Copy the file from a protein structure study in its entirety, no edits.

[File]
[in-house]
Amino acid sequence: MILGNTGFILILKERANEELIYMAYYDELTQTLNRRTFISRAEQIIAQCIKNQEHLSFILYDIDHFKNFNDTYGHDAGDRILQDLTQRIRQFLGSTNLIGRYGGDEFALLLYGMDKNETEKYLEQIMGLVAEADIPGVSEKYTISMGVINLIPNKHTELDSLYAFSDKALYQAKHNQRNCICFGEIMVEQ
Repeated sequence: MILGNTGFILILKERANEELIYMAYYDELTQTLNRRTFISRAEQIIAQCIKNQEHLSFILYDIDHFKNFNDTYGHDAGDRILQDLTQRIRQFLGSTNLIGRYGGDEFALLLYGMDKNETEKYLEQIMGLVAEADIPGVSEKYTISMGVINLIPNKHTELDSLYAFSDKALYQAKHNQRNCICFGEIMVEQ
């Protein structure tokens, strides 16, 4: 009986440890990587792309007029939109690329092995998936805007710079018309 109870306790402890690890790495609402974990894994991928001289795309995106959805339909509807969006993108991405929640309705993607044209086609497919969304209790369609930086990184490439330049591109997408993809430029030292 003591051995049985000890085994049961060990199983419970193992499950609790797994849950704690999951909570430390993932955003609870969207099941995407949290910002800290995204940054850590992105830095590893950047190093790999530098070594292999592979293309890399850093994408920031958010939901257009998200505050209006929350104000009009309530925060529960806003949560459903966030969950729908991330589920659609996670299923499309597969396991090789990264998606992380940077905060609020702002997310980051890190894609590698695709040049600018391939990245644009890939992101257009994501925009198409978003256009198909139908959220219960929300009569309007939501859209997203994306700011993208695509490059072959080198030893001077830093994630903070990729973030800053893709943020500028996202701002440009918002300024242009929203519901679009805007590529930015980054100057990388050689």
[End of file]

[in-house]
Amino acid sequence: MILGNTGFILILKERANEELIYMAYYDELTQTLNRRTFISRAEQIIAQCIKNQEHLSFILYDIDHFKNFNDTYGHDAGDRILQDLTQRIRQFLGSTNLIGRYGGDEFALLLYGMDKNETEKYLEQIMGLVAEADIPGVSEKYTISMGVINLIPNKHTELDSLYAFSDKALYQAKHNQRNCICFGEIMVEQ
Repeated sequence: MILGNTGFILILKERANEELIYMAYYDELTQTLNRRTFISRAEQIIAQCIKNQEHLSFILYDIDHFKNFNDTYGHDAGDRILQDLTQRIRQFLGSTNLIGRYGGDEFALLLYGMDKNETEKYLEQIMGLVAEADIPGVSEKYTISMGVINLIPNKHTELDSLYAFSDKALYQAKHNQRNCICFGEIMVEQ
């Protein structure tokens, strides 16, 4: 009986440890990587792309007029939109690329092995998936805007710079018309 109870306790402890690890790495609402974990894994991928001289795309995106959805339909509807969006993108991405929640309705993607044209086609497919969304209790369609930086990184490439330049591109997408993809430029030292 003591051995049985000890085994049961060990199983419970193992499950609790797994849950704690999951909570430390993932955003609870969207099941995407949290910002800290995204940054850590992105830095590893950047190093790999530098070594292999592979293309890399850093994408920031958010939901257009998200505050209006929350104000009009309530925060529960806003949560459903966030969950729908991330589920659609996670299923499309597969396991090789990264998606992380940077905060609020702002997310980051890190894609590698695709040049600018391939990245644009890939992101257009994501925009198409978003256009198909139908959220219960929300009569309007939501859209997203994306700011993208695509490059072959080198030893001077830093994630903070990729973030800053893709943020500028996202701002440009918002300024242009929203519901679009805007590529930015980054100057990388050689």